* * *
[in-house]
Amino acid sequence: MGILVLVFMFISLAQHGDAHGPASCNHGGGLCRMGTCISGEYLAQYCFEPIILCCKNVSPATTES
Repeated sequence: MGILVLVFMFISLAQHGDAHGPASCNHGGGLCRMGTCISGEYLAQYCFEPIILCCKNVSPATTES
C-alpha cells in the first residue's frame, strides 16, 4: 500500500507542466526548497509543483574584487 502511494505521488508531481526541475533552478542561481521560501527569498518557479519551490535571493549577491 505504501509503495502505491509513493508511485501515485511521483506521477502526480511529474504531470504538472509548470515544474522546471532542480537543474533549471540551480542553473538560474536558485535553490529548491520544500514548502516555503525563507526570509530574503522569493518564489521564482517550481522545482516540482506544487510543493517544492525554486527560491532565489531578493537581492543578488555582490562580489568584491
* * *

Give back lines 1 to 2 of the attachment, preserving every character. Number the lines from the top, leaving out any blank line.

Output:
[in-house]
Amino acid sequence: MGILVLVFMFISLAQHGDAHGPASCNHGGGLCRMGTCISGEYLAQYCFEPIILCCKNVSPATTES